Tuesday, September 10, 2013

Gabaudet


A massacre occurred here on 8 June 1944, two days after the D-Day landings at Normandy. Weeks prior, the French resistance had heard news of an impending invasion by the Allies. Their ranks began to swell as ordinary citizens realized there was hope for the liberation of their country. Many wanted to help any way they could. At a farm here located at Gabaudet, the crossroads of two tiny roads deep in the Gramat causse, Madame Joutet, the widowed owner of the farm, was approached by the leaders of the FTP (a group part of the Front Nationale) They needed a large secure place for their fighters to meet and plan further acts against the German army. She agreed to let them use the farm; she and her eight children welcomed them to the outbuildings of the farm as well as the farmhouse itself for their big meeting. They gathered at Gabaudet on 8 June...300 of them by conservative estimate. Feeling safe in their remote location, security was lax, and they were caught by surprise at 5 pm by German panzer units rumbling up both roads approaching the farm. Small arms were no defense against the German tanks, and they were trapped in the farmyard. At least 35 resistance fighters were killed along with the farm animals and two of Madame Joutet's children.The buildings were burned to ground while survivors took to the woods, running for their lives. Madame Joutet and the rest of her children were taken prisoner by the Germans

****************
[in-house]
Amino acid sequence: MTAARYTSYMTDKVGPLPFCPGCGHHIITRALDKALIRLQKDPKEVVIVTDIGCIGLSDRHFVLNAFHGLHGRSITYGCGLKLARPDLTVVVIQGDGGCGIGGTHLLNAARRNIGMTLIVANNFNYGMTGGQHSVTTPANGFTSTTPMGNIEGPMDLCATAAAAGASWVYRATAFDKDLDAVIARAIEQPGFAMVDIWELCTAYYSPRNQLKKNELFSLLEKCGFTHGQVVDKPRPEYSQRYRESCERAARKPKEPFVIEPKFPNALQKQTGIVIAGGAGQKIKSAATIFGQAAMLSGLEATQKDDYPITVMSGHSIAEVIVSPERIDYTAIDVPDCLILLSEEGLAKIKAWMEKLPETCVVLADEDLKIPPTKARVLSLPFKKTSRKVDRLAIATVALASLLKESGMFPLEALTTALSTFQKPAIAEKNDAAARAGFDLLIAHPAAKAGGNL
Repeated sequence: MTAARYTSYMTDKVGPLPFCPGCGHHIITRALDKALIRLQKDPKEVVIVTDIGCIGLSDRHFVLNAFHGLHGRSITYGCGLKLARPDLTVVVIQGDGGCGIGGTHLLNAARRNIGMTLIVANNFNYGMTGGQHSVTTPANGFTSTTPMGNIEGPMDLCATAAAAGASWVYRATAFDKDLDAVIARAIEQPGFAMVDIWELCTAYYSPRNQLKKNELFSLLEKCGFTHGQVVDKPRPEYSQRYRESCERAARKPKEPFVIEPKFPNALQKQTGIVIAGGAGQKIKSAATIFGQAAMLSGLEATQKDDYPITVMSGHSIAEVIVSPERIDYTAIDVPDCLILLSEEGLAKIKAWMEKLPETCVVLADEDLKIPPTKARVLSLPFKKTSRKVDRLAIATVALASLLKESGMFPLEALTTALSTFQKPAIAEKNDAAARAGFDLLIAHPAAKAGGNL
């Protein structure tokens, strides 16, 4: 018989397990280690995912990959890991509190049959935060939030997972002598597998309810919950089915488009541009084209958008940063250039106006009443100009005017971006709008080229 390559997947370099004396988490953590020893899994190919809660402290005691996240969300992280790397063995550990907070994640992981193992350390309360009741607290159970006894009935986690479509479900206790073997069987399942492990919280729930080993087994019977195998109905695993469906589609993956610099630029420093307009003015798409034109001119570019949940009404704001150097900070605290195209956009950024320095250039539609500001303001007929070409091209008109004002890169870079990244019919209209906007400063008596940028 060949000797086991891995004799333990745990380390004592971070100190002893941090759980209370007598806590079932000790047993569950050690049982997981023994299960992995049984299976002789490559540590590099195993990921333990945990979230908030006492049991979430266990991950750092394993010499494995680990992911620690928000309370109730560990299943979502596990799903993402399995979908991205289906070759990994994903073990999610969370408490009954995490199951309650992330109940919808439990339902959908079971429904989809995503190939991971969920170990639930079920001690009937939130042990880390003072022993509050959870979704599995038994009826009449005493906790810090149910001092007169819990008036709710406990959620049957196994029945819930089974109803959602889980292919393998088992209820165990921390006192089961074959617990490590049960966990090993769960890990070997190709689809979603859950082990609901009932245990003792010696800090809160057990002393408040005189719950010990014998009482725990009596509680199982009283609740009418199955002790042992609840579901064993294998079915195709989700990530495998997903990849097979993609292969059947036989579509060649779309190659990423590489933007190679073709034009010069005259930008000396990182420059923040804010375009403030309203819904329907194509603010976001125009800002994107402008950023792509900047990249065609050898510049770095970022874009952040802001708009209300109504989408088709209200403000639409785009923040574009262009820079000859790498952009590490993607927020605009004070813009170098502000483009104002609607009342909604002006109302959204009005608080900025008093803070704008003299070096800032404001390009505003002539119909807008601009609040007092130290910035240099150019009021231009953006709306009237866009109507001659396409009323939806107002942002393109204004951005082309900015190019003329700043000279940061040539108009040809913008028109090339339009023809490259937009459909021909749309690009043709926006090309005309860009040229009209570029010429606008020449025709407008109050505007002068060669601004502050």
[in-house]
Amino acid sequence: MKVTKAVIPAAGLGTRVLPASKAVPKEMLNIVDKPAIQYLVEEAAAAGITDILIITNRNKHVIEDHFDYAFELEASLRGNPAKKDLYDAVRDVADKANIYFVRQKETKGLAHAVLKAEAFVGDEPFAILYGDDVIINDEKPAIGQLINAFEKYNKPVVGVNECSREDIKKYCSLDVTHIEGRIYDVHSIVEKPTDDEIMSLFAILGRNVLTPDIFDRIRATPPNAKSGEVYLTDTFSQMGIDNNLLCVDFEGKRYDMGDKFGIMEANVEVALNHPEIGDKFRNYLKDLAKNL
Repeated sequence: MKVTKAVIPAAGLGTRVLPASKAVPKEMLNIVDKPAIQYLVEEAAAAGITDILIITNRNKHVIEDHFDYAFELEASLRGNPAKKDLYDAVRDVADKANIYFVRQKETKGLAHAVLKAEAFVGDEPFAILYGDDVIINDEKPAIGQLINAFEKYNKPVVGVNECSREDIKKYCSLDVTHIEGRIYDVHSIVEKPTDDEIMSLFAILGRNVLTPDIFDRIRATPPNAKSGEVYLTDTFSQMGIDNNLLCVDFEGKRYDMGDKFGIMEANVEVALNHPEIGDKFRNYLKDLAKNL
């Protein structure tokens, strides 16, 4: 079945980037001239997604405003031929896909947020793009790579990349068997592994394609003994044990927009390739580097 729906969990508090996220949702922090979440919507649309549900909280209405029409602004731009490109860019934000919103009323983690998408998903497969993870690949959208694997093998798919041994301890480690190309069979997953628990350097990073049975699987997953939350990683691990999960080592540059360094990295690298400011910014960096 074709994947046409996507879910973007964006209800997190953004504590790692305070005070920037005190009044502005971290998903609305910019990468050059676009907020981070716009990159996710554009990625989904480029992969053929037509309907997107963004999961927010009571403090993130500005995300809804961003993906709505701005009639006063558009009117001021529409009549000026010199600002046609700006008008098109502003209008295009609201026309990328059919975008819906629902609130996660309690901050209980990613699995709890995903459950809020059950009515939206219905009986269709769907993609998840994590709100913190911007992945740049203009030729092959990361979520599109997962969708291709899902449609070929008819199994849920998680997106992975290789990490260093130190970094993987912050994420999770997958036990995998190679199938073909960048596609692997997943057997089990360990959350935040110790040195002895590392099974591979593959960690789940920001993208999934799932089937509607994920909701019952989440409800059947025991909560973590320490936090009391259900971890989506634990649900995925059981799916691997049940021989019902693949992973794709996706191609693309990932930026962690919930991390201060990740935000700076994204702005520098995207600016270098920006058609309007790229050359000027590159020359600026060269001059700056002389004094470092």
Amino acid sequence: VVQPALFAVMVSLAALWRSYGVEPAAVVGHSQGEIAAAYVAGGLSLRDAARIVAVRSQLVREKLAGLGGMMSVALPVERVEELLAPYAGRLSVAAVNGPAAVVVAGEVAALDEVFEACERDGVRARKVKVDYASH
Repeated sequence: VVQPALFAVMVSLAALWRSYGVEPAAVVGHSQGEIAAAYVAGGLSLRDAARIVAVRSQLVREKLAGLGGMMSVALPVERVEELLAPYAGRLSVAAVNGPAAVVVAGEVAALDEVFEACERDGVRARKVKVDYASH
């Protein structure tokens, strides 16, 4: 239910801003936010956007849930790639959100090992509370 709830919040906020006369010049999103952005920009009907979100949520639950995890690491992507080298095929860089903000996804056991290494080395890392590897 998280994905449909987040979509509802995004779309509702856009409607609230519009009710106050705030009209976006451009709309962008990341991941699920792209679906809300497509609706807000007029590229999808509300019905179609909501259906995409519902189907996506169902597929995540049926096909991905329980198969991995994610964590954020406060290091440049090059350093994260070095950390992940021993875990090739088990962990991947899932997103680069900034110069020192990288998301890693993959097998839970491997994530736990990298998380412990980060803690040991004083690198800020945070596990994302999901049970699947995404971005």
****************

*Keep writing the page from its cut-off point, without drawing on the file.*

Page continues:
There is strong evidence that the meeting was betrayed by collaborators, a couple named Bonaventure. They were already being held by another resistance organization on suspicion of collaboration. They were handed over to the FTP and tried by military tribunal. They, along with their 17 year old daughter, were executed by the FTP in June or July very near the site of the Gabaudet massacre. This story is well documented in World War II histories of the area. This account can be read in far greater detail in Helen Martin's book, "Lot: Travels Through a Limestone Landscape in Southwest France." Ms. Martin was able to interview a former resistance fighter whose very open and frank account of the massacre she has recorded.
The Joutet farm before the massacre
In 1945, a memorial was erected at the site. The years have changed the landscape considerably. What is left of the burned out, stone buildings is mostly covered now with thick vines and underbrush. The farm well is still visible, as is the lane that entered the property. Otherwise, the only reminder of what occurred here is the stone stele with its names of the fallen...

If you wish to visit the memorial, it is located a short way from the village of Reilhac on the D42. There are small signs in the village pointing the way. Coordinates: 44°43'0"N   1°44'42"E
Names of some of the fallen resistance fighters

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